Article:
WATCH: Syrian Family Deported From PHL Lands at JFK

Lawyers, politicians and relatives greeted the six members of the Asali family, who are among the 90,000 people affected by President Donald Trump's executive order on immigration.

Asali Family

Sarmad Assali, left, accompanied by her son Joseph Assali, and Farzaneh Ahmadi Darani, center left, and her sister Shadi Ahmadi Darani, speaks during a news conference at City Hall on January 31st. Family members of both the Ahmadi Darani’s and Assali’s were denied entry into the U.S. at PHL over the weekend due to President Donald Trump’s temporary ban on immigrants from seven Muslim-majority nations. (AP Photo/Matt Rourke)

The Syrian family who was deported from the Philadelphia International Airport on January 28th – one day after President Donald Trump passed his executive order on immigration – has returned to the country. 

The six members of the Asali family (spelled “Assali” by some family members) landed at the John F. Kennedy International Airport in New York this morning, greeted by a small crowd of relatives, reporters, lawyers from the American Civil Liberties Union and politicians like U.S. Rep. Charlie Dent, a Republican from Lehigh Valley who helped push for the family’s return to the U.S.

“We are grateful for Congressman Dent’s leadership and his efforts to right this wrong for the Asalis,” Reggie Shuford, executive director of the ACLU of Pennsylvania, said in a statement issued yesterday. “The executive order is illegal, and its implementation was botched from the start. The ACLU will continue to challenge this order until it is ultimately overturned.”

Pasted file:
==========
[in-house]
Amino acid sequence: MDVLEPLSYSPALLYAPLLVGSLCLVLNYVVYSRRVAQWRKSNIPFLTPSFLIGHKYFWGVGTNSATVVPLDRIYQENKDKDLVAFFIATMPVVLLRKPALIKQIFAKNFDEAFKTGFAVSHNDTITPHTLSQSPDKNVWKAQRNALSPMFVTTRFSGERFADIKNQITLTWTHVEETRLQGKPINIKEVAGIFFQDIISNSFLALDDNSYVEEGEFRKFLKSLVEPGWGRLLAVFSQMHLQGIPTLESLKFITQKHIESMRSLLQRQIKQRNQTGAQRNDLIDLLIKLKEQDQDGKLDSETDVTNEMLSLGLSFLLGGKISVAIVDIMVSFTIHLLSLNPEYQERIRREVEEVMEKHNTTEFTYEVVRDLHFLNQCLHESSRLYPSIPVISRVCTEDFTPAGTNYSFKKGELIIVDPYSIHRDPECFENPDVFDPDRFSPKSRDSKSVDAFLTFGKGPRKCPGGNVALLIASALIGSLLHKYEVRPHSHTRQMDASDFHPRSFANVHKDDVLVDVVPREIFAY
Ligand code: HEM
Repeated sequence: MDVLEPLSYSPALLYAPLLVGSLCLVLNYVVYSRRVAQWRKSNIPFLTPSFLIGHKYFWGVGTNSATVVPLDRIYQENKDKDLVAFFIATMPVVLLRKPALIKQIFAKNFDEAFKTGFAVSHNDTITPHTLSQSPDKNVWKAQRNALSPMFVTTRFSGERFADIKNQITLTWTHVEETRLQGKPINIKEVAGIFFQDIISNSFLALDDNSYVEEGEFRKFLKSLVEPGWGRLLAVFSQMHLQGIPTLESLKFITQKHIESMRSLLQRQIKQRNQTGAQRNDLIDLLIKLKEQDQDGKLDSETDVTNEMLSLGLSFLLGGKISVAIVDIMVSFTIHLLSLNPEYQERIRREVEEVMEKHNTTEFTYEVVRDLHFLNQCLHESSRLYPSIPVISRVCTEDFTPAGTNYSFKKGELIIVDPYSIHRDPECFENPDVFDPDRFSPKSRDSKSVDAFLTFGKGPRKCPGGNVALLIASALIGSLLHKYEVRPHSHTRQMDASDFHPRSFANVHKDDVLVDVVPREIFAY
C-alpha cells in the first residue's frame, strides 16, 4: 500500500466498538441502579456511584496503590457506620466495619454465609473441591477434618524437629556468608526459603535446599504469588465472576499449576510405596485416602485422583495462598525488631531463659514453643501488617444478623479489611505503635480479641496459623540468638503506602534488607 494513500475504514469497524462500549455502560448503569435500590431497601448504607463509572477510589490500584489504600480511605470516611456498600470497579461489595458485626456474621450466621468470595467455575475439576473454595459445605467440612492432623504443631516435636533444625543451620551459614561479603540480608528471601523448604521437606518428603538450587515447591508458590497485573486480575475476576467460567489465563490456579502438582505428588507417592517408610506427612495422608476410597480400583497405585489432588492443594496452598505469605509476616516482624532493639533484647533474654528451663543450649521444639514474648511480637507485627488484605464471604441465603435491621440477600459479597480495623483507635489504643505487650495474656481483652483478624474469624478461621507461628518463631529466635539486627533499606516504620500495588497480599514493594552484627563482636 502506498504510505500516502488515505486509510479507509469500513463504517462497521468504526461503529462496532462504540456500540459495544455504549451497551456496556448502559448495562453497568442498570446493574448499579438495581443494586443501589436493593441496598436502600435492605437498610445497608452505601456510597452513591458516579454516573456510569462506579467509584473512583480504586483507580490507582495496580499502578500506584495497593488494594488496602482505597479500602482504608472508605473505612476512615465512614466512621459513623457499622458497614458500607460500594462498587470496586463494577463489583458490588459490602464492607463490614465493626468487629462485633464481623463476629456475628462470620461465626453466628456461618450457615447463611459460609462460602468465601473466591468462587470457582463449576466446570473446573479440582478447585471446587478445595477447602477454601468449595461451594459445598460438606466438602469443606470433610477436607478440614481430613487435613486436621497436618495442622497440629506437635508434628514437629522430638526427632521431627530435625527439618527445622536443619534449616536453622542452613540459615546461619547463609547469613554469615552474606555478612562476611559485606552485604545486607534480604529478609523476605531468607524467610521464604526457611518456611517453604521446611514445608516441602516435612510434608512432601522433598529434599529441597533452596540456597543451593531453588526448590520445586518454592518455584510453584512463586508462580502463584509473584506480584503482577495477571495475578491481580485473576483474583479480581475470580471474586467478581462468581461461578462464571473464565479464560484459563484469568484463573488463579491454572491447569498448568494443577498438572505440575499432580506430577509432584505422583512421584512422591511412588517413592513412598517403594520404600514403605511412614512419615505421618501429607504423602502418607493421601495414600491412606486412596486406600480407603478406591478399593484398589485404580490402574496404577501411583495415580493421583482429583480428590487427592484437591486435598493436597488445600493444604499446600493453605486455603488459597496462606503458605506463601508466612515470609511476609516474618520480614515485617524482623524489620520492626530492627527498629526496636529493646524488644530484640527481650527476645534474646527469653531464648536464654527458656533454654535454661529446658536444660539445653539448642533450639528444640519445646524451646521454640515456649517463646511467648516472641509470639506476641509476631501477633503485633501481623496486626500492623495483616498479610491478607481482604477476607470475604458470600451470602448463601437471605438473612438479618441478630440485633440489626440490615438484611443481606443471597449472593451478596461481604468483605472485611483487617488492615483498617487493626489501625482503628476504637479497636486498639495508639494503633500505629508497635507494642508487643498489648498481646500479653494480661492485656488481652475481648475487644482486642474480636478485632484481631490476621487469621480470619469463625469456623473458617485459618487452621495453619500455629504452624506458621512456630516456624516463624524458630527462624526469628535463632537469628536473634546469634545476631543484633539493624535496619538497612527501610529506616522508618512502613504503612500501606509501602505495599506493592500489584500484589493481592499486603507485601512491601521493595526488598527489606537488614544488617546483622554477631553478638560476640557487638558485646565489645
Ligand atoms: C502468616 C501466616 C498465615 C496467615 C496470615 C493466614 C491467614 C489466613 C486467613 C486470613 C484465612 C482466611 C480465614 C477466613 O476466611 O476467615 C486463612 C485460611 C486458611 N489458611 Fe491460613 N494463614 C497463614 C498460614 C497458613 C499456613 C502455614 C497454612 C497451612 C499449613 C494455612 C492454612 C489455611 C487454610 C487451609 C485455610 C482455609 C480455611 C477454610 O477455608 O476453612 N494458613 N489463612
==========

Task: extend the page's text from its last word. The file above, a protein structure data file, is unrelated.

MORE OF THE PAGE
PHL officials sent the Asali family back to Doha, Qatar just hours after they landed in the country on January 28th, when their visas (along with the visas of about 90,000 others) were invalidated by the recent executive order, which bans Syrian refugees from entering the country, suspends all other refugee admission for 120 days and denies entry to civilians from Iran, Iraq, Libya, Somalia, Sudan, Syria and Yemen for 90 days – even if those citizens have visas.

Judge James Robart of the Federal District Court in Seattle issued a temporary restraining order on Trump’s ban just one day after it was signed, effectively suspending it. Yesterday, a federal appeals court rejected the government’s request to lift the judge’s order. The case will likely reach the Supreme Court.

The Damascus-based Asali family first filed for visas 14 years ago. They have several relatives in the U.S., including a nephew who attends Temple University and a brother living in Allentown, Pennsylvania, who had long prepared for their arrival.

Members of the Asali family have since sued President Donald Trump, the Department of Homeland Security and Customs and Border Protection, arguing that the executive order not only violates the First Amendment by giving one religion preference over another, but also disregards the equal protection guarantee of the Due Process Clause of the Fifth Amendment. In the lawsuit filed last week in the U.S. District Court for the Eastern District of Pennsylvania, lawyers for the family requested that the government reinstate the family’s visas and arrange and pay for their immediate return to the country.

Lawyers for the Asalis are also representing Fatemeh Sheikhi, an Iranian woman who was denied entry to the country at PHL on the same day as the Asali’s.

The executive order prompted massive protests at airports around the country, including at PHL, where some officials – including Governor Tom Wolf and Mayor Jim Kenneyjoined in to denounce the ban.

Follow @ClaireSasko on Twitter.